Both oil benchmarks showed gains on Wednesday, although concerns over future demand and the increasing number of COVID-19 cases globally ensured price rises were limited.
International benchmark Brent crude traded at $70.78 at 0808 GMT on Wednesday, posting a 0.21% rise from Tuesday when trade closed at $70.63 per barrel.
American benchmark West Texas Intermediate (WTI) traded at $68.42 at the same time on Wednesday, increasing by 0.19% relative to $68.29 a barrel on Tuesday.
The Delta variant surge keeps creating jitters, adding to the concerns of global oil demand. Globally, as of Aug. 10, 203, 295,170 confirmed cases of COVID-19 with 560,850 new cases have been reported, according to data from the World Health Organization.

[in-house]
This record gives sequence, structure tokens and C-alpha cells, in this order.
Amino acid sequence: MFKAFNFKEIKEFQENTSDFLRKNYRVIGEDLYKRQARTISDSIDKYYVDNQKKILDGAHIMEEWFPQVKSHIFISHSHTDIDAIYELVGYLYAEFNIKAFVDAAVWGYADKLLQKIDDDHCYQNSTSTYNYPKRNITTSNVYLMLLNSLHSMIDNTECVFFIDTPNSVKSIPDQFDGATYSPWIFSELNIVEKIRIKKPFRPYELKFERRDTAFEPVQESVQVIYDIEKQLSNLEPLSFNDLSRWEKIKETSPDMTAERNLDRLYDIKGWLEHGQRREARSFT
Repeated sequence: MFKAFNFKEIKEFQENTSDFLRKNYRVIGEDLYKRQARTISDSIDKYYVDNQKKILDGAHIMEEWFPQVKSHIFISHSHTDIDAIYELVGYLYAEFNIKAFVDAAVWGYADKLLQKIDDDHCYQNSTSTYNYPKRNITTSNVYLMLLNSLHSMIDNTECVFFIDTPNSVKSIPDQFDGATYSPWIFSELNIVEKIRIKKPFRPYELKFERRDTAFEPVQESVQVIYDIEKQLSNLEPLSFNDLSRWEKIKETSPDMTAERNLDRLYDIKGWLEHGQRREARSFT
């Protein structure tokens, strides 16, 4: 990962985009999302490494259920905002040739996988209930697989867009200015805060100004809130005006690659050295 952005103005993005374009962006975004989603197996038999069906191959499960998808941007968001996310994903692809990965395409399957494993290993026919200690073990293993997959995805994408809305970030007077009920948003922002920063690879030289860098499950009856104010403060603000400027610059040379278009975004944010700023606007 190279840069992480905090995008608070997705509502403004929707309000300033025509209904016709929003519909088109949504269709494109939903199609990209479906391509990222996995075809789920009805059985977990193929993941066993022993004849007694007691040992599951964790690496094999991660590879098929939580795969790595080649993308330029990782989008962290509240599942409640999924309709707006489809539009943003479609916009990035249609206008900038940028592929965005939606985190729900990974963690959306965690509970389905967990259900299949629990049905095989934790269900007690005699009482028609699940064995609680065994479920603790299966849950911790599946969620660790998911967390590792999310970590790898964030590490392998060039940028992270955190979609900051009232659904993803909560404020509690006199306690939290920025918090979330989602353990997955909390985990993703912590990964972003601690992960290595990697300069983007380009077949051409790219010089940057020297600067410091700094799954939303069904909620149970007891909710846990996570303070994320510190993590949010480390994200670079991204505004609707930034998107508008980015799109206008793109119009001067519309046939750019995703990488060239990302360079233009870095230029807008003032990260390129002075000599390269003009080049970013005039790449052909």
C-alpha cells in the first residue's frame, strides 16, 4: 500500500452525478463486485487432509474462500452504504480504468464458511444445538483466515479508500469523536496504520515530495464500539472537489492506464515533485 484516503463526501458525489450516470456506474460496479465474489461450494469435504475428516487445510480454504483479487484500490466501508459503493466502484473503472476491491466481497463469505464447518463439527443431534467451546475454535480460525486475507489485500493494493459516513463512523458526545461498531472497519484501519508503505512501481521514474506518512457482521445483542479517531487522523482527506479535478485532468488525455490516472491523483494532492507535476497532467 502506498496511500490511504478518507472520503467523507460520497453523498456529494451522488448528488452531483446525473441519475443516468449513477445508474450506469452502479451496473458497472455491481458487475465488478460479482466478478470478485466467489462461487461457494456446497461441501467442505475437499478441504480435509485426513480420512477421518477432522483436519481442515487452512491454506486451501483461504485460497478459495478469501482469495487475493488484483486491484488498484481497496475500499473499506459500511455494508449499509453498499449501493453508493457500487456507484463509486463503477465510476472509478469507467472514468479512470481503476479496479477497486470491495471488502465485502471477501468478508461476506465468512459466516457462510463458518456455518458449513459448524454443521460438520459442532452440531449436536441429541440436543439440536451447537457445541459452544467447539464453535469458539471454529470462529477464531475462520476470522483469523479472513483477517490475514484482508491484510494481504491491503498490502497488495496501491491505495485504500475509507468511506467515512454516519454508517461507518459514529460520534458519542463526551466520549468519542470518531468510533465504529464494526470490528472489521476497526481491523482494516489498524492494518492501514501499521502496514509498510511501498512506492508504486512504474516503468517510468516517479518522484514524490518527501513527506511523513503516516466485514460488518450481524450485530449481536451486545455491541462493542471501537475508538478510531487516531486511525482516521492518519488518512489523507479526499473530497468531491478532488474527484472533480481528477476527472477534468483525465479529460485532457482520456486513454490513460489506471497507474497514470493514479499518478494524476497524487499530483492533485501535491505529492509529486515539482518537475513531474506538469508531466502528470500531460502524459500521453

Price gains were also curtailed with the US Energy Information Administration (EIA) citing concerns about future demand while expecting higher output from OPEC+ and accelerating growth in US tight oil production.
The statistics agency revised down global crude oil prices for 2021 and 2022 on Tuesday.
It lowered its Brent crude oil price outlook for 2021 to an average of $68.71 per barrel, marking a decrease of $0.07 per barrel, or 0.1%, compared to the July Short-Term Energy Outlook.
Investors are awaiting oil stock figures from the EIA later on Wednesday to determine the supply and demand equilibrium.
By Zeynep Beyza Kilic